U Thant

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From 1961 to 1971, U Thant, a Burmese diplomat, was UN Secretary-General. He was the UN’s third Secretary-General and the first non-European. With his landowning and rice-merchanting family, he desired journalism. His father died when he was 14, and the family’s finances collapsed. Thant, the eldest son, chose a two-year teaching certificate at Rangoon University over a four-year degree to support his family. He then became a school teacher before becoming the school’s headmaster at a young age. After Burma’s independence, Thant worked in the administration for several years before becoming the UN’s Secretary General. He served two terms as UN Secretary General and denied a third term. He handled major diplomatic crises like the Cuban Missile Crisis and the Congo Civil War well while at the UN.

Early Childhood of U Thant

Po Hnit and Nan Thaung’s son U Thant was born in Pantanaw on January 22, 1909. Thant’s educated father helped create the Burmese Research Society and the publication ‘The Sun’. Thant had three brothers as siblings.

He was a studious, considerate student who was called ‘The Philosopher’ by his classmates at Pantanaw National High School. When he was only 14 years old, his father died, causing the entire family to struggle financially.

Considering his family’s financial situation at the time, he enrolled in Rangoon University for a teaching degree course in 1926.
At university, Thant met U Nu, who would later become the country’s Prime Minister. After two years of study, he returned to Pantanaw and began teaching at National High School.

A Career of U Thant

U Thant took the All Burma Teachership Examination in 1931 and came first. By 25, he was the school’s headmaster. During this time, he wrote for various magazines and newspapers.

Following the Japanese annexation of Burma in 1942, he was named secretary of the educational restructuring committee, but resigned after a year due to the introduction of Japanese language into the curriculum. He returned to National High School for four years as headmaster.

With the support of his friend U Nu, he joined the government in 1947 as a press director, and the following year he was appointed director of broadcasting after Burma gained independence. He then became the Secretary of the Ministry of Information.

Burmese Prime Minister U Nu made him his secretary in 1951. He was the prime minister’s closest advisor for six years, helping him design policies and writing his speeches. Then Thant attended international conferences.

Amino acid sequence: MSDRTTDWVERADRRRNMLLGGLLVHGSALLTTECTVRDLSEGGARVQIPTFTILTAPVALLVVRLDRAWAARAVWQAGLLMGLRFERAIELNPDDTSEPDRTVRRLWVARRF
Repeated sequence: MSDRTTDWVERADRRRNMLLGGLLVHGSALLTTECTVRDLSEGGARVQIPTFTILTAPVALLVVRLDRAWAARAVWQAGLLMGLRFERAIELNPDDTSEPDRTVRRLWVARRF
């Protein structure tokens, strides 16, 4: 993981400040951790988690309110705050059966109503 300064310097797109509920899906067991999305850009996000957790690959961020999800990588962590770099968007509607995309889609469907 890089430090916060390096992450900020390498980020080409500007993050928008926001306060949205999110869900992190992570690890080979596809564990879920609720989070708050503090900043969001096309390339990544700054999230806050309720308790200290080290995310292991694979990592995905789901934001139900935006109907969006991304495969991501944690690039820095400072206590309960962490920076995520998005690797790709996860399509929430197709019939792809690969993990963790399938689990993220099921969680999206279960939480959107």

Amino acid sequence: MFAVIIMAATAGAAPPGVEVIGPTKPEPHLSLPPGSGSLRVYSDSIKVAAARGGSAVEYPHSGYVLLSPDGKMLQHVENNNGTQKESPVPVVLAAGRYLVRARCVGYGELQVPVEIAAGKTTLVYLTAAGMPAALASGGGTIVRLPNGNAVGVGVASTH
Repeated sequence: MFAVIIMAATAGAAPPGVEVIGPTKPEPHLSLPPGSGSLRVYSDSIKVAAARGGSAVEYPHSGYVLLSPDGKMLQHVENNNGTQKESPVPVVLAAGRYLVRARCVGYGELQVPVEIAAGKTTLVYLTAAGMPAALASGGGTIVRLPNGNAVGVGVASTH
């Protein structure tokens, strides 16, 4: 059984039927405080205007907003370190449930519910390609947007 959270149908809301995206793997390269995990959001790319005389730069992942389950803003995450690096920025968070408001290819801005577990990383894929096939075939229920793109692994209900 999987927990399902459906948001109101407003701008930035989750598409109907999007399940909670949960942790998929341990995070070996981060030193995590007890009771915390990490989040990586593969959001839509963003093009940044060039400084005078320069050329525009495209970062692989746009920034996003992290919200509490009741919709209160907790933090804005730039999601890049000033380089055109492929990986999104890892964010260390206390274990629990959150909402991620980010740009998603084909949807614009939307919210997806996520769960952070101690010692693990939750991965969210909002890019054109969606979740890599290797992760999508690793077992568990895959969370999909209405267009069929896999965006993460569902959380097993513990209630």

He was Burma’s permanent representative to the UN from 1957 until 1961. During that period, he was also Chairman of the UN Congo Commission and heavily involved in Algerian independence negotiations. In 1959, he was appointed UN Vice President.

After the death of UN Secretary General Dag Hammarskjold, he was named acting Secretary-General on November 3, 1961, and Secretary-General until November 3, 1966, by the General Assembly. During his first tenure, he helped halt the Congo separatist unrest and mediated between the US and the USSR to end the Cuban Missile Crisis.

During his five-year stint as UN Secretary-General, he established significant UN programs as the UN Development Programme, the UN Environment Programme, the UN University, and the UN Conference on Trade and Development.

His relationship with the US soured after he ordered the withdrawal of UN troops from Sinai at President Nasser’s request. His criticism of American policy during the Vietnam War was also a point of disagreement.

On December 31, 1971, he stepped down as UN Secretary-General and did not seek re-election. He then became a senior fellow at the Adlai Stevenson Institute of International Affairs and died in Riverdale, Bronx.

Grandiose of U Thant

His most major diplomatic work was mediating between the US and Russia during the 1962 Cuban Missile Crisis. It averted a nuclear war.

Honors & Awards

U Thant declined to accept Burma’s second highest honor, bestowed upon him by U Nu’s government in 1961.
Jawaharlal Nehru Award for International Understanding 1965 and Gandhi Peace Prize 1972.

Personal Legacy of U Thant

U Thant had three children with Daw Thein Tin: Maung Bo, Tin Maung Thant, and Aye Aye Thant. He had an adoptive son.
He died of lung cancer in New York on November 25, 1974.

Estimated Net Worth

Thant Myint-U is a well-known Historian. Thant Myint-U net worth is estimated at $12 Million by Wikipedia, Forbes, and Business Insider.